On the way back to the landing point we had a good look for hares in the gorse from the designated path. We saw a fairly young hare quite close to the path and he gave us all a good show by moving around the gorse slowly whilst in front of the group a vole scuttled around in the grass. We had learnt that hares had been introduced to the island by the family which farmed on the island in the early 20th century. They had been introduced back then as a food source for the family and since then their numbers had increased until the tidal surge in 2015. There is now thought to be only nine hares on the island so we all felt very lucky that we had managed to see two of them.
As the first boat departed the muddy shores of the island (because the tide was very low) the second boat went exploring North Hide and Main Hide and were fortunate enough to see spoonbills as well.
The autumn equinox signals the official end of summer today, although the weather bore more resemblance to a summer day than early autumn with bright sunshine, blue skies, barely a breath of wind, and robins singing constantly. All in all the perfect day for a stroll along the beach.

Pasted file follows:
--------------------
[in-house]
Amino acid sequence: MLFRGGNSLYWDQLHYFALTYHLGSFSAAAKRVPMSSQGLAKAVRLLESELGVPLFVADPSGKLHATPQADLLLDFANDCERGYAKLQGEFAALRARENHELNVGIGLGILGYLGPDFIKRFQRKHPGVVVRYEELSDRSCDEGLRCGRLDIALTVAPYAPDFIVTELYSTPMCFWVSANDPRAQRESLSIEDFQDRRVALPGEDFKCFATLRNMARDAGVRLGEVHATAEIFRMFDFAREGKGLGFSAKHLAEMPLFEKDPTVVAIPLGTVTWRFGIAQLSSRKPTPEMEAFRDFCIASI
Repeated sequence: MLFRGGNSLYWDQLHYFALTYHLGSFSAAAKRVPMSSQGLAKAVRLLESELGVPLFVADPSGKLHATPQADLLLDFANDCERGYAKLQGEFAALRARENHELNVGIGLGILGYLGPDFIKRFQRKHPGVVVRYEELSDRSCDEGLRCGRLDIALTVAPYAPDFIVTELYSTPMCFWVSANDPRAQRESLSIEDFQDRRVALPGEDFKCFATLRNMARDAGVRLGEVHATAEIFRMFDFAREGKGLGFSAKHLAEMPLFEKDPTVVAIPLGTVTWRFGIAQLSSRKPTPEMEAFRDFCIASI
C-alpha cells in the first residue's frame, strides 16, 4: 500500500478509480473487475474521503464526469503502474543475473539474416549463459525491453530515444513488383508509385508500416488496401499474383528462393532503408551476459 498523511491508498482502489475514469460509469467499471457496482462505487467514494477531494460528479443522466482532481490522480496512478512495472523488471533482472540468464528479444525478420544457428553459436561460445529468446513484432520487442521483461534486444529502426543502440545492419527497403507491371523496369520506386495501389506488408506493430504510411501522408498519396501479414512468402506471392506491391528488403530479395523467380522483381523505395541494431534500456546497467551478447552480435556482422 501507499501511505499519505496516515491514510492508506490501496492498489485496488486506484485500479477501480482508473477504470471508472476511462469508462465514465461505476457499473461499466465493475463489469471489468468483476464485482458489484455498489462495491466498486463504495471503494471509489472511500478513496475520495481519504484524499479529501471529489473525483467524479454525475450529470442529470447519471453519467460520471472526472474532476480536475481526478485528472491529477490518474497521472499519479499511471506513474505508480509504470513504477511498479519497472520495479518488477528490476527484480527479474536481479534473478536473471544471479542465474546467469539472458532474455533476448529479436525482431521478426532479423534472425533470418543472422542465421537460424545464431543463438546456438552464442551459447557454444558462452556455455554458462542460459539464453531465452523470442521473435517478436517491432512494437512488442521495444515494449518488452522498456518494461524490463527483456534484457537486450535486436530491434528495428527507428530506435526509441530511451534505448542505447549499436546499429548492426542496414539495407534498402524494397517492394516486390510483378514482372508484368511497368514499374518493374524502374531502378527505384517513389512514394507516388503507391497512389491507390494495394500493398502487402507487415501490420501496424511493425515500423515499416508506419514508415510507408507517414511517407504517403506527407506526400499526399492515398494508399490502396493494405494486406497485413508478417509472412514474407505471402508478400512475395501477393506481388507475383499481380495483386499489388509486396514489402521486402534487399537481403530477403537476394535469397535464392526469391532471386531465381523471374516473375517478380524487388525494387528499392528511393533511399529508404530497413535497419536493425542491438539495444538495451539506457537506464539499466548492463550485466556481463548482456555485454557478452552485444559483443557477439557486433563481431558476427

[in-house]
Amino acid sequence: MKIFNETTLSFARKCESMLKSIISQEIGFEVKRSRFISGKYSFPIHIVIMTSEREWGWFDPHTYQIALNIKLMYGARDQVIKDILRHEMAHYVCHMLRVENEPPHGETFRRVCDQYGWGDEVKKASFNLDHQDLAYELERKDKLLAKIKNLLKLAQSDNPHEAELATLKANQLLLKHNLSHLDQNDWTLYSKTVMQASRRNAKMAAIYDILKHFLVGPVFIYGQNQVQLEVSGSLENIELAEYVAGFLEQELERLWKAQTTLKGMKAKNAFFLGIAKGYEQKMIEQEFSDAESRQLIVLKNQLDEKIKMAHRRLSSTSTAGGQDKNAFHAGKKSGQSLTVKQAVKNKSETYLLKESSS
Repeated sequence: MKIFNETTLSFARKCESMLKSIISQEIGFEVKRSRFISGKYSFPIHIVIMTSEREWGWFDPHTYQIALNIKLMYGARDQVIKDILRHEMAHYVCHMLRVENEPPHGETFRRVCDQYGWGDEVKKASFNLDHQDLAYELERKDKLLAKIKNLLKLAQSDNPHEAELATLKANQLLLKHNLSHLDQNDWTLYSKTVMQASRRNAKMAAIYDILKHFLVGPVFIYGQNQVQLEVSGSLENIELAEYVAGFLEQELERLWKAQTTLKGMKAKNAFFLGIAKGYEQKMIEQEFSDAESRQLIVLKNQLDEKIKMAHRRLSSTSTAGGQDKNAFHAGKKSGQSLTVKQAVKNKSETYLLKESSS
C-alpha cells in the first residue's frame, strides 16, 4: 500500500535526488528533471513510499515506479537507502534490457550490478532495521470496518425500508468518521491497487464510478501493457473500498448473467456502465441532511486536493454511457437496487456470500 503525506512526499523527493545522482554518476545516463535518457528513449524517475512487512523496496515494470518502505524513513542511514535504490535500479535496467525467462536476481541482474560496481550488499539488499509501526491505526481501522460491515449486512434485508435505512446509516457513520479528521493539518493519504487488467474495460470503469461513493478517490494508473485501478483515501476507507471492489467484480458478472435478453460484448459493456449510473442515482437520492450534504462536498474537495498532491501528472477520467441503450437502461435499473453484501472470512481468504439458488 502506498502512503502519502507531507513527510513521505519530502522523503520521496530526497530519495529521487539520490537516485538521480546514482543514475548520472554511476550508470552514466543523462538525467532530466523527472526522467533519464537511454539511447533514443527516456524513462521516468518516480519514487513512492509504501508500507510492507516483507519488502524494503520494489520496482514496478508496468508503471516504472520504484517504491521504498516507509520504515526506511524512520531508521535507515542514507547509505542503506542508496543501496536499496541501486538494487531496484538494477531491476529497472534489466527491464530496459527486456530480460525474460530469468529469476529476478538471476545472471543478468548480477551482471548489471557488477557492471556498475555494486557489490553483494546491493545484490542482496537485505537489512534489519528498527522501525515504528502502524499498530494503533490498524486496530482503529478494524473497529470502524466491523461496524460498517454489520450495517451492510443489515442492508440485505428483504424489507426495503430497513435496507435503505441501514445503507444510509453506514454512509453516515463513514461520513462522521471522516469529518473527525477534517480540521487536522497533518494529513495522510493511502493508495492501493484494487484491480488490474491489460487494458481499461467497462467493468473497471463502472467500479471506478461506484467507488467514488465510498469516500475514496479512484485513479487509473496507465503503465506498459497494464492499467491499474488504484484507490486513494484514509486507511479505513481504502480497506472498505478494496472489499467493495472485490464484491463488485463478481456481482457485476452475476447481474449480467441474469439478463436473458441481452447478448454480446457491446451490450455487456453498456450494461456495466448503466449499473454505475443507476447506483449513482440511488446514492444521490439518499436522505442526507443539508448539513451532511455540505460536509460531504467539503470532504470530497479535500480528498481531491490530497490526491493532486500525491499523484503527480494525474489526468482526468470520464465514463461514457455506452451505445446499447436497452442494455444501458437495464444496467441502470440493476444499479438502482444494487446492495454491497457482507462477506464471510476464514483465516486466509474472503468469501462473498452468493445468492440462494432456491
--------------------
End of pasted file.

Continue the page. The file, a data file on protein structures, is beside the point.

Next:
The beach looked wonderfully clean thanks to the efforts of the 24 volunteers who joined Amy to collect and record litter there on Saturday as part of the Marine Conservation Society's annual Great British Beach Clean event.
Several brent geese had been reported flying south this morning, but with no wind in early afternoon the sea was predictably quiet. However, there's something magical about watching the waves lapping against wet shingle, even on a calm day, and I could easily have sat and watched the sea for some time, but I could hear the whistling call of wigeons on the Scrape so headed on to East Hide. Not, however, until I had paused to photograph the gorgeous blue sky and cotton wool clouds behind some autumn seed-heads.
East Hide was busy when I arrived, and it was easy to see why. Teals were everywhere, feeding on fallen seeds in the shallows along the edge of every island and bank. Wigeons grazed on the more vegetated islands, and careful scanning revealed several shovelers and gadwalls amongst the throng, as well as five elegant pintails and a couple of young shelducks, though there was no sign of the garganey that had been seen earlier. A juvenile little ringed plover fed to the right of the hide, with a couple of snipe nearby, pied wagtails flitted across most islands, a few dunlins trotted along the edge of one island, and several spotted redshanks and black-tailed godwits probed in the shallow water.